On Wednesday night, television viewers awaiting new episodes of Law & Order: SVU and Criminal Minds tuned in only to find their favorite programming replaced by reruns of previously aired episodes. It didn’t take an NYPD detective or an FBI analyst to figure out what had happened. Across the major networks, shows were suspended in a concession to the seventh and decisive game of the World Series between the Chicago Cubs and the Cleveland Indians on Fox.
Because the sporting universe is fickle, these line-up postponements became 11th-hour decisions. After Cleveland failed to win the series at home on Tuesday night, executives were left to quickly put contingency programming plans into place. The Comedy Central stalwart South Park, for example, didn’t announce its schedule change until late Wednesday afternoon, which inspired many creative expressions of sadness among its faithful.
Networks not named Fox were right to fear that they’d lose viewers. Despite a late-game rain delay, an epic 290-minute runtime, and a 1 a.m. finish on the East Coast, Game Seven turned out to be the most watched game of baseball in 25 years with just over 40 million viewers. “That was the most since 50.3 million tuned in to see the Minnesota Twins defeat the Atlanta Braves in Game Seven of the 1991 World Series,” Tim Baysinger of Reuters reported. “Fox topped its own record of 39.1 million who watched the Arizona Diamondbacks cap a two-run ninth-inning rally over the New York Yankees in Game Seven of the 2001 World Series.”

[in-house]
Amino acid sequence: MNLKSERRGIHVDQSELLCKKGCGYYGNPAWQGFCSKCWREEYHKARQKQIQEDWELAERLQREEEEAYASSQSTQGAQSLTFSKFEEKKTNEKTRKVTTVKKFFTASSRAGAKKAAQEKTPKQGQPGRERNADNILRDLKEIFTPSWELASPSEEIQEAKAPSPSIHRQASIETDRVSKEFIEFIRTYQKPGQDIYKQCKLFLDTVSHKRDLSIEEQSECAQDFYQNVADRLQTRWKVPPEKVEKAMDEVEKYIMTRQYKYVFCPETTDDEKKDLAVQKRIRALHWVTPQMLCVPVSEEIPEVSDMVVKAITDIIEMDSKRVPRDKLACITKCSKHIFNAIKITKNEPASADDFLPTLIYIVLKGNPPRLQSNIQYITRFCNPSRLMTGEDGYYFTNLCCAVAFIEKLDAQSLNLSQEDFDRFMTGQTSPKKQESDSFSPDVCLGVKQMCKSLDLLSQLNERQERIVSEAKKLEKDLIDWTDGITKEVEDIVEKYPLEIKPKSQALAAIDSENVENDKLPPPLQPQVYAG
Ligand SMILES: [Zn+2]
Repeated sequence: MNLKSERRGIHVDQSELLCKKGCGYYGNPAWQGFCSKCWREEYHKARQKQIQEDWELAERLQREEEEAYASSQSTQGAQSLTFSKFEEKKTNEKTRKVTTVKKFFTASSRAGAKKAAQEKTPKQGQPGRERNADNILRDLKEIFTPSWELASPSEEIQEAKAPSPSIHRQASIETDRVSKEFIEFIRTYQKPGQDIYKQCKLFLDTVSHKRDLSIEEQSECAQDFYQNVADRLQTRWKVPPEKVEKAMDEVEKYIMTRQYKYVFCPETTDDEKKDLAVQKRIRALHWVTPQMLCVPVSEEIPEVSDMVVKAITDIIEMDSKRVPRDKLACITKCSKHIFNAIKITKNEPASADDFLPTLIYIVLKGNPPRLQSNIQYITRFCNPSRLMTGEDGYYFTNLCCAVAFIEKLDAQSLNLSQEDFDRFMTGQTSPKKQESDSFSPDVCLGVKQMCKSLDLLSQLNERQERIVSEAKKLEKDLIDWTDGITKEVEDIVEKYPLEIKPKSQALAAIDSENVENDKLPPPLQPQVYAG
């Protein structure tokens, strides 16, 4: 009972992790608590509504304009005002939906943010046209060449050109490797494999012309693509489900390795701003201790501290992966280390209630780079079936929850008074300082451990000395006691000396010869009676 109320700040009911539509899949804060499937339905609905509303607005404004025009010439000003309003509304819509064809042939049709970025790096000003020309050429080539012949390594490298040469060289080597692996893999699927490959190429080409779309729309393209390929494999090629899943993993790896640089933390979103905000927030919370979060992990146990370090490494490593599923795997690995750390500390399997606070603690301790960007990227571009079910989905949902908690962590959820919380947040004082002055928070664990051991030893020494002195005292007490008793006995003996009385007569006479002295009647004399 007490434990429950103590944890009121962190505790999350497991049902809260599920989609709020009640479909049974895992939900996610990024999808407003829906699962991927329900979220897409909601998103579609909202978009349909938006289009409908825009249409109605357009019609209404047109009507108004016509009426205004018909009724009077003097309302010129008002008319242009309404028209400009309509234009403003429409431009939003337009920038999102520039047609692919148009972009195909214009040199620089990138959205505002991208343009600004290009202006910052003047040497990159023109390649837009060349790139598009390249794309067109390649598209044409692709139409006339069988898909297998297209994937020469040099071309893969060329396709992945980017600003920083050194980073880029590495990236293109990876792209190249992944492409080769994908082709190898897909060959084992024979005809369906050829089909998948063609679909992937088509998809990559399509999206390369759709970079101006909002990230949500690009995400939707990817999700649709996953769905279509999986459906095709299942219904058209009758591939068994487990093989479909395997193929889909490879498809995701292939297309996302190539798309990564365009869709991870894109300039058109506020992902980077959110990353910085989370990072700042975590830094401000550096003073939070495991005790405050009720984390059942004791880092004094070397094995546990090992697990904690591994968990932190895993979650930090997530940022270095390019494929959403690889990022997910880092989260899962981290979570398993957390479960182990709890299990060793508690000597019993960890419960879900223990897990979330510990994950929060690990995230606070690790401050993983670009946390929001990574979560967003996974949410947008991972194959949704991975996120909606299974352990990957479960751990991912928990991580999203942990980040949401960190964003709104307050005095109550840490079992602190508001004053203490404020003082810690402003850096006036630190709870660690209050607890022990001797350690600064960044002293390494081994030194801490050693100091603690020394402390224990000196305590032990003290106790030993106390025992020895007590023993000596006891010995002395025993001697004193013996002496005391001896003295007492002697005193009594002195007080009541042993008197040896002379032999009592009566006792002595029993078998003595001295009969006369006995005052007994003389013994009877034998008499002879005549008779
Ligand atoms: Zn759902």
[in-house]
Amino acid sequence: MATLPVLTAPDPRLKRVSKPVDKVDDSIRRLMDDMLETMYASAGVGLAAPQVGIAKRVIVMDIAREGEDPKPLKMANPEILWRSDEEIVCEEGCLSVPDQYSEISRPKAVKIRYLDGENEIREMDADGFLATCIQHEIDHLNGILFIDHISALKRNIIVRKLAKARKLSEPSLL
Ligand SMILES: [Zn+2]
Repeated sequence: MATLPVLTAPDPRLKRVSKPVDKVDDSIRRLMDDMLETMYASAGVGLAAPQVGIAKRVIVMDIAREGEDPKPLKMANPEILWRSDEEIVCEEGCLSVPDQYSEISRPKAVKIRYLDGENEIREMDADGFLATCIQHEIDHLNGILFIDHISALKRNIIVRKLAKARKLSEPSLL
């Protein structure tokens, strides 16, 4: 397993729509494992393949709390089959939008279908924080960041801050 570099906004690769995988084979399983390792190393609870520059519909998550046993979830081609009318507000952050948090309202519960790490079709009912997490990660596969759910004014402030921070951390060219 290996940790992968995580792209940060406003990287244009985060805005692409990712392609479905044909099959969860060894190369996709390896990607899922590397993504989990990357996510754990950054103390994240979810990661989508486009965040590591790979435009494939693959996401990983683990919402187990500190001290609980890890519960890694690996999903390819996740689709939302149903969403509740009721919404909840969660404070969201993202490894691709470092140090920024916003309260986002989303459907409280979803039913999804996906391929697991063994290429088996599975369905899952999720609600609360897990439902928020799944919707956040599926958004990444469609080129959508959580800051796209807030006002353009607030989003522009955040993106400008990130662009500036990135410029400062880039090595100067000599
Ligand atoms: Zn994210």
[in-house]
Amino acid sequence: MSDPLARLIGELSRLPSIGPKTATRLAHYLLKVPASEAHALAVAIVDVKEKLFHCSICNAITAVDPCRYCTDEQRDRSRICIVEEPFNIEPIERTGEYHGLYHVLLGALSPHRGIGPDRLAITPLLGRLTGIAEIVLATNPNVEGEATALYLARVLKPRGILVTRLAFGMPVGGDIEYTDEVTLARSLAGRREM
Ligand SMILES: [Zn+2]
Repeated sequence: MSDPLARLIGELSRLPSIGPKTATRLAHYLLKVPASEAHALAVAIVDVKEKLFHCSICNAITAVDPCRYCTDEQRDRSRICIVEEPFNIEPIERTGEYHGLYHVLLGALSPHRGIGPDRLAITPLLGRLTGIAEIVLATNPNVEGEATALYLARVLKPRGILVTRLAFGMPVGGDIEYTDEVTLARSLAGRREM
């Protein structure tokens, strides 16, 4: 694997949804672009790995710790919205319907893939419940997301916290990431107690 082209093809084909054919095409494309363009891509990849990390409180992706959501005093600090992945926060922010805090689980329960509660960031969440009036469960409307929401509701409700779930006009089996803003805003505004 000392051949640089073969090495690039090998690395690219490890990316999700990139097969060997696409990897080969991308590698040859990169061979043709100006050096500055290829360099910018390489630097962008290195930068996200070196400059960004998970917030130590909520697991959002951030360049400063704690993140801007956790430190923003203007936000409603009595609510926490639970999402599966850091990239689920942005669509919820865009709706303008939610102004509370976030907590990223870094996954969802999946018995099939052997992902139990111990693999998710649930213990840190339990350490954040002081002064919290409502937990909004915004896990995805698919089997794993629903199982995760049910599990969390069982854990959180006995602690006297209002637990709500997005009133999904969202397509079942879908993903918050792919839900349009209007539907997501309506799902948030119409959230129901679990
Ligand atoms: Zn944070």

As ubiquitously noted, the 2016 World Series offered significant historical intrigue for baseball fans and casual viewers alike. The Chicago Cubs had been vying to snap a 108-year championship drought while Cleveland was looking bring home its first baseball title since 1948. The numbers aligned accordingly. In Cleveland, 69 percent of televisions in use were tuned into Fox for the winner-take-all game, a number only eclipsed by the ratings in Chicago, which captured a 71 share. “This World Series has been a huge boon to Fox,” noted The Hollywood Reporter. “The network, which started the 2016-17 season in the No. 4 slot, has climbed to No. 2 among adults 18-49 in the Big Four over the last month.” (It certainly helped that Fox deliberately scheduled all the games to take place during primetime.)
The decisive seventh game of a series has always served as ratings catnip. “When the Cavaliers won the NBA championship in a Game 7 in June, 30.8 million watched on ABC in what was the league’s most-viewed game in 18 years,” Richard Sandomir of The Times wrote on Thursday. For contrast, in this year’s NBA Finals and World Series, the fifth and sixth games pulled about 20 million and 23 million viewers, respectively, all of which were above average results for recent series.
The Cleveland Indians weren’t the only unlucky ones on Wednesday. CBS opted to air both reruns and new episodes, which yielded drops in ratings of 21 percent for Survivor and 30 percent for Code Black. Meanwhile, the 50th Country Music Awards on NBC went on as scheduled on Wednesday and saw viewership in the key 18-49 demographic fall 24 percent from the previous year to an all-time low, an appearance by Beyonce notwithstanding. At least one musician announced he would skip the show entirely to go to the game. In another history-breaking moment, a country singer’s team won the big game.